This June The Riverfront Theatre & Arts Centre have the honour of being the only Welsh venue to host the Windrush Caribbean Film Festival (WCFF). In partnership with Film Hub Wales and Cinema Golau, from Friday 17 – Sunday 19 June The Riverfront will host this esteemed film festival, this year themed From Empire to the Commonwealth: Legacies of the Windrush Generation.
Through immersive storytelling, interactive workshops and thought-provoking events, the WCFF 2022 will highlight the artistic, political and social contribution of the original pioneers arriving in Britain during the 1940s as well as their descendants who are shaping Britain today, forming their own cultural and political narratives and identities. Here are some unmissable highlights being screened across the weekend.
Launching the weekend’s activity on Friday 17 June will be film Rebel Dread which explores the story of Don Letts, the legendary filmmaker, DJ, musician, and cultural commentator. The film frames Don’s story as a first-generation British-born black man within the punk scene of the 1970s and 80s. Following the film there will be a Q&A session with Don Letts interviewed by Aleighcia Scott, and a musical performance from Aleighcia.
On Saturday 18 June there will be screenings of the first Caribbean feature-length animated sci-fi fantasy, Battledream Chronicle. This epic film tells the story of a young slave from Martinique who fights for her freedom in an Afro-futuristic world.
June Campbell Davies, Annetta Laufer and Yvonne Connike will come together to screen three short pieces they have created and lead a question-and-answer session in Eye-Lash Focus on Women in Filmmaking on both Saturday and Sunday afternoons. Filmed in Newport, Yvonne’s piece is an experimental and intergenerational manifestation of the dreams of the Windrush generation in Wales featuring a mixture of archival material and new testimonials.
Generation Revolution is a feature-length documentary that looks into the powerful story of a new generation of black and brown activists who are changing the social and political landscape in London and beyond. The piece follows an exciting new breed of organisations as well as the young Londoners that are part of them and following the film there will be a panel discussion with Newport’s Fez Miah and Andrew Ogun.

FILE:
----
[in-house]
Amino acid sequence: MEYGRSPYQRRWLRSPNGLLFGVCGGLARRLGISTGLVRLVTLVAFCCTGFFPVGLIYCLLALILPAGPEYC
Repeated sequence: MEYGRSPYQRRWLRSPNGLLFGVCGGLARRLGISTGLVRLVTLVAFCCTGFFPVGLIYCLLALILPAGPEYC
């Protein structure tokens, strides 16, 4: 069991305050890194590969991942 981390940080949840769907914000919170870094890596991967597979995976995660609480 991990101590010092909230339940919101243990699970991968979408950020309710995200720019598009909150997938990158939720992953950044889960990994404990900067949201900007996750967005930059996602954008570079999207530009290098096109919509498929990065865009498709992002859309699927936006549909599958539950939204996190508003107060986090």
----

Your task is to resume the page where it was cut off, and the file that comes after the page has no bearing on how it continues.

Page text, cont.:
Closing Saturday will be Pressure. Hailed as Britain's first black feature film this is a hard-hitting, honest document of the plight of disenchanted British-born black youths. An angry but sincere and balanced film, Pressure deals with the identity struggles that children of immigrants have to face.
Highlights from Sunday include A Raisin in the Sun, the first play by a black woman to be performed on Broadway. Two years later, the production came to the screen, directed by Daniel Petrie. This film has intimate observations on generational conflict and housing discrimination, capturing the high stakes, shifting currents, and varieties of experience within black life in mid-century America. Following the film, the life of Caribbean Actor Sidney Poitier will be celebrated with a panel discussion led by Vanesta Cyril and Mrs Roma Taylor.
Closing the festival on Sunday evening will be African Redemption: The Life and Legacy of Marcus Garvey. In his short life Marcus Mosiah Garvey, would go on to become the world’s foremost Pan-Africanist and, in some eyes, the greatest civil-rights leader of the twentieth century. Director Roy T. Anderson peels back all the layers in his presentation of this oft misunderstood and controversial figure, blending live-action and stunning photographs with no-holds-barred interviews and conversations.
On the festival, Danielle Rowlands, The Riverfront’s Education and Participation Officer and co-coordinator for WCFF at The Riverfront comments ‘We are beyond honoured to be the chosen Welsh venue for this year’s Windrush Caribbean Film Festival. At The Riverfront we work with such a diverse community and are so grateful to be partnering with Film Hub Wales and Cinema Golau and honouring our Caribbean community by celebrating and commemorating such an important part of their history.’
The legacy of the Windrush Generation is an ongoing story, set within a wider context of the British Empire and Commonwealth. The social and cultural contributions to Britain of former and current Commonwealth countries is far-reaching. But this relationship between national and collective identities is a delicate matter defined by a shared history of colonialism and oppression, but also of collectivism, culture and celebration.
This year’s Windrush Caribbean Film Festival themed Beyond the Commonwealth explores this complex relationship by telling the stories of the Windrush Generation and other former colonies, asking the question “What does it mean to share the history of the Commonwealth?”.
Weekend passes are available for £15, giving audiences access to all films being screened across during the festival. Alternatively, there is also the option to book per individual screening. To find out more or to book tickets to any of these inspirational and educational screenings visit https://www.newportlive.co.uk/en/theatre-arts/festivals-events/windrush-film-festival/ or call 01633 656757.